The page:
2. Just do something. During the first couple weeks here, I had one day where my to do list included, find and buy a car in the morning, and rent a place to live in the afternoon…I won’t go into the other items on my list…needless to say, that was a bad day. As I got back to my list this week I decided to take Bob’s advice, and just take some baby steps. Yesterday my only goal was to write 500 words for something I’ve been working on. And I got to 1000 in about 80 minutes. That gave me time and energy to organize my job search a bit and make a couple of contacts. One day it was contact someone I’d heard a lot about and have a cup of coffee with them. I wrote earlier that one of the benefits of making a checklist is that completing items is energizing. That’s proven true this week.
  3. Listen to that voice in your head. While I was on the train with Mike one day this weekend, we passed the local fitness centre in Clontarf. And the thought in my head was, you need to join this week. As I thought about it, I thought that it would be a potential way to meet people…it will get me out of the house…and exercise would be helpful at this point. So on Tuesday I joined a gym.
  4. Ignore that other voice in your head. The next thought I had when thinking about the gym was we can’t afford it. (you remember that whole…need to find a job & raise support thing?) Now I’m going to add another item to the list? Well, the day before I went in, someone made a first-time, one-time donation that covered the first month of membership as well as the sign up fee. And then Liz pointed out that if I drove to the gym and dropped the girls off for school on the way, we’d save more than half of the monthly membership fee in bus fares. When you are in the midst of stressful stuff, it becomes easy to focus on all the things you can’t do…you need to be able to silence that voice.
  5. Set a time to stop. When I’m in a place where I’m not working very effectively, I tend to simply try & work longer. Over the past several weeks I found myself on too many nights on the computer looking for a job, or trying to write a blog post, or something like that. However, what I find is that the more stressed and frustrated I am, the less effective I am at getting anything done. So I’ve decided that at 6:00 pm I’m done working. This is probably the hardest step of this process for me…which is probably because it’s the one I need the most.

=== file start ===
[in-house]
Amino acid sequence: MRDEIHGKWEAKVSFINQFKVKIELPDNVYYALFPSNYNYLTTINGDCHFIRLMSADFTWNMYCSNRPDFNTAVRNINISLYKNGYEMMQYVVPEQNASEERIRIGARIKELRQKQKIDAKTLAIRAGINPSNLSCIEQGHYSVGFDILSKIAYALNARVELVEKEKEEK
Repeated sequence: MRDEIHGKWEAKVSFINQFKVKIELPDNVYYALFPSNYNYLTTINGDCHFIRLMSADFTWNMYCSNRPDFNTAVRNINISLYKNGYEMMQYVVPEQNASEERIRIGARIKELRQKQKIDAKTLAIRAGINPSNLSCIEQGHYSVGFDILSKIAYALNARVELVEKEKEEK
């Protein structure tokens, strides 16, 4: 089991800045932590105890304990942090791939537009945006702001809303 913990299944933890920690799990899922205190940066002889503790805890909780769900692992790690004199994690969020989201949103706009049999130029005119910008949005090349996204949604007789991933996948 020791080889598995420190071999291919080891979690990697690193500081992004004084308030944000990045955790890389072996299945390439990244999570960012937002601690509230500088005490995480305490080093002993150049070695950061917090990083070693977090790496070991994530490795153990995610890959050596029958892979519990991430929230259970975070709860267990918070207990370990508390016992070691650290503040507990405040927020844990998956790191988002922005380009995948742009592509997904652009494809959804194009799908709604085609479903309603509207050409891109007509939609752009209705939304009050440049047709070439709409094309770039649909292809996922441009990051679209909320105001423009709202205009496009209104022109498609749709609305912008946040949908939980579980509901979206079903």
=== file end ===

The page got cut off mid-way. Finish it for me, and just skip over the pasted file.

And, speaking of setting a time to stop…I think that would be about here.

What do you find helpful when you feel yourself stuck?

[image from NeilsPhotography, via Flickr Creative Commons]

What about Bob?


I grew up in Western New York and have started and led missional church planting efforts for a little over 30 years. As you might gather, I have opinions about the church, and I share some of them here.

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  1. Ann

    Good list. I’ve had a somewhat similar transition to sabbatical; there isn’t a demand on every moment of my life, now what? Figuring out a structure for my day/week is helpful (sounds like you’re finding it)

    • Bob Wilson

      Thanks Ann. I do think that having 3 kids of a certain age make any kind of structure impossible:-)

  2. Kathy Powell Nelson

    I totally get the whole “list” thing! We have lists and sub-lists and lists of our lists. Some of the lists refer to things we need to do around the house in order to try to get it sold. Some of the lists refer to things we are trying to do to make money in non-traditional ways to free us up and provide an income, so we can go help a family with a church plant. And yet other lists refer to things we would like to accomplish that are not related to work or house (like hobbies, losing weight, writing, podcasting, things like that). We finally had to stop posting the lists where we could see them, because it was all too overwhelming, and we just ended up frozen by indecision. Because our lists didn’t have timelines/deadlines – and even if they did, we’re good at letting ourselves off the hook when we fudge the deadlines (not useful)! – things just were not moving forward.

    So we have started a new thing: a whiteboard with a 6×6 list for each of us. Each list contains 6 items that we’re going to accomplish within 6 weeks. Items get checked off as they get completed. At the end of the 6 weeks, a new list gets developed, and we start over. Though, based on the timeline we were looking at for making our move, those lists really need to be more like 12×6 or 18×6… 🙂

    Sounds like you’ve got a great start on getting a handle on your list-mania. I wish you continued success!

    • Bob Wilson

      Our “move to Dublin/leave Ithaca” lists were getting insane, I eventually mind mapped it and it took up half a wall in my office. Still think there was a lot we never got to check off…hopefully we did all of the important stuff!